An Uncertain Future

With a new school year right around the corner, there is a lot of angst in our house. What will the new school year be like? Will my children fit in, make friends and be okay?

As parents, we ask ourselves these questions each year.

This year, my family will be at another crossroads. My oldest will be heading off to middle school. There is a lot of angst for him, even though he will be going to a school with many familiar faces, the unknown is concerning to him. The school is much larger than his elementary school (with almost 3x the number of students). It would be overwhelming to anyone. Throw in that he is quickly becoming a teen, and all that comes with it — being more self conscious and concerned with how others view you — and your anxiety would rise too. I remember middle school and I shudder. Of all my school years, it’s those that I wish I could have skipped. They were awkward, I never felt comfortable in my own skin, and experienced a heightened sense of needing to survive to get through those years. I’m desperately trying not to project my experience on my son, and am hopeful his time in middle school will be much better mine.

My younger will be in elementary school for the first time on his own. Of course, he too has many classmates who are familiar to him, but I’m anxious about how he will do on his own. Part of me knows I need to give him more credit. He’s a resilient kid, and will figure it out.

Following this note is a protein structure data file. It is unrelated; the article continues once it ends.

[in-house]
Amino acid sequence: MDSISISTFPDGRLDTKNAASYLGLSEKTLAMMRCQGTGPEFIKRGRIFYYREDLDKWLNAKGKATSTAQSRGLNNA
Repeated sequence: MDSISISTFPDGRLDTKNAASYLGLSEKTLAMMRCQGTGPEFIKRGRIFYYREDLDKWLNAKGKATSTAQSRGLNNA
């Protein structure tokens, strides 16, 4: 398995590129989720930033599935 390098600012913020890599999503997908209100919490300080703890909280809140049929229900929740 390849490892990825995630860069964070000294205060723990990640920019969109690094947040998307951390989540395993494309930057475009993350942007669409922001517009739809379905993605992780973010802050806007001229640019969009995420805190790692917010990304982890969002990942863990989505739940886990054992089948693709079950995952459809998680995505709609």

As a parent, I’m reminded during times like these how much is out of our control. I can certainly try to help my children prepare for the school year, but ultimately they will be the ones going to school and while I can help them as much as possible up front, I have to let go and let them fail or succeed on their own.

Parenting is tough when the future is uncertain. Have I done all I can to prepare them (with knowledge, insights, strategies for how to deal with different situations, etc.)? I guess we will see.

How do you help your kids get ready for the new school year? How do you help them navigate being in a new environment?

 

5th Grade Graduation

How much fanfare surrounded your 5th grade graduation?

There was none for mine, and I don’t mean a little, I mean there was none, zero, nada. The general consensus was everyone should be graduating 5th grade or there was a bigger problem that needed to be addressed.  Clearly times have changed, and now there is a desire to more frequently celebrate these milestones. I just didn’t know there would be so many activities. A graduation ceremony seemed a little over the top to me, but then I started getting the notices: Don’t Forget the 5th Grade breakfast, Don’t Forget the 5th Grade Field Trip, Send Pictures for the Baby Picture Wall, Who Can Help with the Legacy Project, etc. Wow, times have changed.

It has been fun digging up old pictures (though challenging after a long days work) and reminiscing around just how far we’ve come. It was fun going to the breakfast and catching up with other parents and recalling first days at school, and how our children, who were once very attached to us are now wanting their space. My son wanted me at the breakfast, but didn’t want to interact with me per se at the breakfast. 🙂 Not to worry, I remember being his age. I was pulling away from my parents as well trying to find myself, just as he is finding his. It is hard to believe that he’ll be moving up to middle school. I’ve relished the protective cocoon of elementary school and dreaded the day he’d move into a less protected space. He feels and I feel it. It’s hard not to acknowledge that time is passing and things are changing. And while I initially felt the school might be over-doing it with all the 5th Grade graduation activities, I’m appreciating it more and more. As the school year nears it’s end, I’m clinging to every day desperately wanting to slow time. My son’s growing up. Time will keep moving. I’m going to cherish every minute.